"It's important to eat foods as close to their natural state as possible," she says.
And now she's looking to spread the word further with her Sushi, Yall: A Southern Sushi Project, which has a goal of "800 kids, 35 workshops, 15 towns, 1 heck of a sushi trail left behind."
Baggett wants to take her classes beyond the Memphis region and to help fund the classes at schools that don't have the budget. Through Kickstarter.com, Baggett is seeking to raise $15,000 by August 29th to cover costs for teaching materials, cooking equipment, food, and other expenses. If the amount is not raised by the 29th, donors receive their money back.
All donors, from $5 to $500, get something back. Give $5 and receive sushi recipes. The gifts rise by increments and include a bamboo mat and an internet chat with Baggett. A $500 donation gets you a very unique gift: a poster of your name in sushi created by Baggett.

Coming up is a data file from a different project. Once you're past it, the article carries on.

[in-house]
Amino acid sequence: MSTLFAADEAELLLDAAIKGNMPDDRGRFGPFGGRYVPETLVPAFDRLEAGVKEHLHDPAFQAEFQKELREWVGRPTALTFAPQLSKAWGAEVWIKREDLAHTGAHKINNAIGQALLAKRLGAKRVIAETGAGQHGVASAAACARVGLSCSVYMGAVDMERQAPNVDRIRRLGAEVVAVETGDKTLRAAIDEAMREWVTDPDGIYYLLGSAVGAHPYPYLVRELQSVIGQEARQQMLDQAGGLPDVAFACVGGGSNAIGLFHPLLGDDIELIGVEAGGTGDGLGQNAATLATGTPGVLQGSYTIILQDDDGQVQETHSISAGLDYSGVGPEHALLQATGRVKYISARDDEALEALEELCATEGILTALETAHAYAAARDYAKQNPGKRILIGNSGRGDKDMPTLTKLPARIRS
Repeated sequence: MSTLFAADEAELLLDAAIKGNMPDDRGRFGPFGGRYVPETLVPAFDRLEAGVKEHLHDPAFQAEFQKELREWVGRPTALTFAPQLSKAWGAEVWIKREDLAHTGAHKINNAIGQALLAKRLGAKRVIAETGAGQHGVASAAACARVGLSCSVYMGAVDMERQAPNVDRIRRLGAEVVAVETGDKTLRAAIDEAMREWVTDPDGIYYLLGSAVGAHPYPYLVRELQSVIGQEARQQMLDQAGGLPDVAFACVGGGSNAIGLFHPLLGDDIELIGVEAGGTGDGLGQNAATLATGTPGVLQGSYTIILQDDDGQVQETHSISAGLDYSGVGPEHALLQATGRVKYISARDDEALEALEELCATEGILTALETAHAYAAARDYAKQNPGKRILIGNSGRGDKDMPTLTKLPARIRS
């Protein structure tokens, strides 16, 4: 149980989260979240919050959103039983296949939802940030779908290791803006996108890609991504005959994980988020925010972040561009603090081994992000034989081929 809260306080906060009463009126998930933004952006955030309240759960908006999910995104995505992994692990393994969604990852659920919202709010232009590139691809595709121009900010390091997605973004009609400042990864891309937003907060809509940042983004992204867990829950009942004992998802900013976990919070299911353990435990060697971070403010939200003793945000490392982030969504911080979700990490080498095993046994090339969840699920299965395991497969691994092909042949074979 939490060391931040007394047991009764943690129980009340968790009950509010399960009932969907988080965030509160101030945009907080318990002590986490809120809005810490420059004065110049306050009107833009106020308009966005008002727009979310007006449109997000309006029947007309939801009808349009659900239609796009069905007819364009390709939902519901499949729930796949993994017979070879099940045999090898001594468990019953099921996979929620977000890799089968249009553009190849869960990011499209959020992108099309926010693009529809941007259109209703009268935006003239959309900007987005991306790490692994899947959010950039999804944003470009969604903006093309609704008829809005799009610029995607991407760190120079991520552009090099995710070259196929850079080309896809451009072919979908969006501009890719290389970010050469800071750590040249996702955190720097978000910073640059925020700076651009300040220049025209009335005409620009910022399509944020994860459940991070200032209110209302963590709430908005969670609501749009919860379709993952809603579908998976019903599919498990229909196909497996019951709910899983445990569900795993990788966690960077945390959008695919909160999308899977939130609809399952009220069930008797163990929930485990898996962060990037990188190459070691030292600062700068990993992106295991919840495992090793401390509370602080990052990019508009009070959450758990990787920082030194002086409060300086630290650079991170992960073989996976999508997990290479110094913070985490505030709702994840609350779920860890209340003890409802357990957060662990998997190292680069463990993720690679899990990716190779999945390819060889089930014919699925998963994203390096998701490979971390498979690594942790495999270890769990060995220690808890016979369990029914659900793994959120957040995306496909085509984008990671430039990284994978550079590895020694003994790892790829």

Baggett says the donor rewards does make giving more attractive, but that it serves another purpose as well: to educate adults.
"On a basic level, it's a great instructional tool," she says.
But, Baggett notes, her best students are the kids.
"I find children are a lot better at following instructions," she says. "They make really good-looking sushi."